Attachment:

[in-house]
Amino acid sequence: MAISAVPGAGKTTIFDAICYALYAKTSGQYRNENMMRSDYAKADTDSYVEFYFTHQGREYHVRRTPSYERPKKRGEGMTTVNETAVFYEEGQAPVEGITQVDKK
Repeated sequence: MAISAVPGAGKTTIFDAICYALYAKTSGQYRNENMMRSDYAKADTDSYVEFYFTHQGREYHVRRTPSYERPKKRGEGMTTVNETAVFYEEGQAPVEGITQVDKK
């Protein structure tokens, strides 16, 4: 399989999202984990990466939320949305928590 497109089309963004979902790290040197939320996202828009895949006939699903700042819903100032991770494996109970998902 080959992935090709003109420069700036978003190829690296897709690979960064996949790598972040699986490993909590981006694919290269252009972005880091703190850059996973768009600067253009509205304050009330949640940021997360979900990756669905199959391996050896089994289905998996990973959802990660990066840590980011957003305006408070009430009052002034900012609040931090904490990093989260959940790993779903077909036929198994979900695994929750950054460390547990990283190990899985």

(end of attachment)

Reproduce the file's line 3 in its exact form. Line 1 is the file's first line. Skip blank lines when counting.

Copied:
Repeated sequence: MAISAVPGAGKTTIFDAICYALYAKTSGQYRNENMMRSDYAKADTDSYVEFYFTHQGREYHVRRTPSYERPKKRGEGMTTVNETAVFYEEGQAPVEGITQVDKK